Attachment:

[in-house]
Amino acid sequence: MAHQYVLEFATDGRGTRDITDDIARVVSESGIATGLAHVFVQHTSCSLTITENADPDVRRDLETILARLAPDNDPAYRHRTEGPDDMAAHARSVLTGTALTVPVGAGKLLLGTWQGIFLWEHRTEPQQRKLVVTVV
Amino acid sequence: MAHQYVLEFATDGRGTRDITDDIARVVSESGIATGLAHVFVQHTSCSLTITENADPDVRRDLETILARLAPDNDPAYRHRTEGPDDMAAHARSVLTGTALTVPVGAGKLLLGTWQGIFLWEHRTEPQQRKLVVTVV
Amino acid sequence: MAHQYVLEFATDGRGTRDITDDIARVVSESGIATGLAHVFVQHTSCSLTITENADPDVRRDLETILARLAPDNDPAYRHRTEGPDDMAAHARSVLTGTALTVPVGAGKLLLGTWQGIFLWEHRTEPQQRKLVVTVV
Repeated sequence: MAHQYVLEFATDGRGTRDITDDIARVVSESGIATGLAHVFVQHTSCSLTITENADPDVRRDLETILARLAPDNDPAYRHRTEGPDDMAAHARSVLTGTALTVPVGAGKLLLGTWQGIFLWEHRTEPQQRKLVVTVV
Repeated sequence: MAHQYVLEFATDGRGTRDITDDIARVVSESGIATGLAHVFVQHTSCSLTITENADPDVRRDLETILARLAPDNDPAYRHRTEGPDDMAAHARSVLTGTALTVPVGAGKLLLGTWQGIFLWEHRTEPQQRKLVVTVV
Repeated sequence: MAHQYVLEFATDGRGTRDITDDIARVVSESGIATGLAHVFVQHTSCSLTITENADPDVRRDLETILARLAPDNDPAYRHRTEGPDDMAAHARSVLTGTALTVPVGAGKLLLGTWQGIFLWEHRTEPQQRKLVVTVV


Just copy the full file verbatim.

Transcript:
[in-house]
Amino acid sequence: MAHQYVLEFATDGRGTRDITDDIARVVSESGIATGLAHVFVQHTSCSLTITENADPDVRRDLETILARLAPDNDPAYRHRTEGPDDMAAHARSVLTGTALTVPVGAGKLLLGTWQGIFLWEHRTEPQQRKLVVTVV
Amino acid sequence: MAHQYVLEFATDGRGTRDITDDIARVVSESGIATGLAHVFVQHTSCSLTITENADPDVRRDLETILARLAPDNDPAYRHRTEGPDDMAAHARSVLTGTALTVPVGAGKLLLGTWQGIFLWEHRTEPQQRKLVVTVV
Amino acid sequence: MAHQYVLEFATDGRGTRDITDDIARVVSESGIATGLAHVFVQHTSCSLTITENADPDVRRDLETILARLAPDNDPAYRHRTEGPDDMAAHARSVLTGTALTVPVGAGKLLLGTWQGIFLWEHRTEPQQRKLVVTVV
Repeated sequence: MAHQYVLEFATDGRGTRDITDDIARVVSESGIATGLAHVFVQHTSCSLTITENADPDVRRDLETILARLAPDNDPAYRHRTEGPDDMAAHARSVLTGTALTVPVGAGKLLLGTWQGIFLWEHRTEPQQRKLVVTVV
Repeated sequence: MAHQYVLEFATDGRGTRDITDDIARVVSESGIATGLAHVFVQHTSCSLTITENADPDVRRDLETILARLAPDNDPAYRHRTEGPDDMAAHARSVLTGTALTVPVGAGKLLLGTWQGIFLWEHRTEPQQRKLVVTVV
Repeated sequence: MAHQYVLEFATDGRGTRDITDDIARVVSESGIATGLAHVFVQHTSCSLTITENADPDVRRDLETILARLAPDNDPAYRHRTEGPDDMAAHARSVLTGTALTVPVGAGKLLLGTWQGIFLWEHRTEPQQRKLVVTVV